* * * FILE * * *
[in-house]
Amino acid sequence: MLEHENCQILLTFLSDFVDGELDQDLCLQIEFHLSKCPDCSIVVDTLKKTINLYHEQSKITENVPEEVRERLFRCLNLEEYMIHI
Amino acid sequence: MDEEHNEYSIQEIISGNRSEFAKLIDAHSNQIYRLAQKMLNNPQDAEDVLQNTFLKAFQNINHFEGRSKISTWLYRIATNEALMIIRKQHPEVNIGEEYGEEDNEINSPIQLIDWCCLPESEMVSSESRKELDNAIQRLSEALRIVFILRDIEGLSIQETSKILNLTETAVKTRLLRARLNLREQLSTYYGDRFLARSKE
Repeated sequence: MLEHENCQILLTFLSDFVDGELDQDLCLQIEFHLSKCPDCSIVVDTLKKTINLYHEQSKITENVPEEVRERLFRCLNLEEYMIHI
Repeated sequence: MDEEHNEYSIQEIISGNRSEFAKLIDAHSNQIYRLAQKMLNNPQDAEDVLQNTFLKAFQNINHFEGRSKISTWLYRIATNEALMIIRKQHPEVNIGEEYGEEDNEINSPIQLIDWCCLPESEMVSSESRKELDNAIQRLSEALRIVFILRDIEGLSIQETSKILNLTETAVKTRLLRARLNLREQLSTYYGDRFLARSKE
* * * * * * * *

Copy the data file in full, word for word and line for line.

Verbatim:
[in-house]
Amino acid sequence: MLEHENCQILLTFLSDFVDGELDQDLCLQIEFHLSKCPDCSIVVDTLKKTINLYHEQSKITENVPEEVRERLFRCLNLEEYMIHI
Amino acid sequence: MDEEHNEYSIQEIISGNRSEFAKLIDAHSNQIYRLAQKMLNNPQDAEDVLQNTFLKAFQNINHFEGRSKISTWLYRIATNEALMIIRKQHPEVNIGEEYGEEDNEINSPIQLIDWCCLPESEMVSSESRKELDNAIQRLSEALRIVFILRDIEGLSIQETSKILNLTETAVKTRLLRARLNLREQLSTYYGDRFLARSKE
Repeated sequence: MLEHENCQILLTFLSDFVDGELDQDLCLQIEFHLSKCPDCSIVVDTLKKTINLYHEQSKITENVPEEVRERLFRCLNLEEYMIHI
Repeated sequence: MDEEHNEYSIQEIISGNRSEFAKLIDAHSNQIYRLAQKMLNNPQDAEDVLQNTFLKAFQNINHFEGRSKISTWLYRIATNEALMIIRKQHPEVNIGEEYGEEDNEINSPIQLIDWCCLPESEMVSSESRKELDNAIQRLSEALRIVFILRDIEGLSIQETSKILNLTETAVKTRLLRARLNLREQLSTYYGDRFLARSKE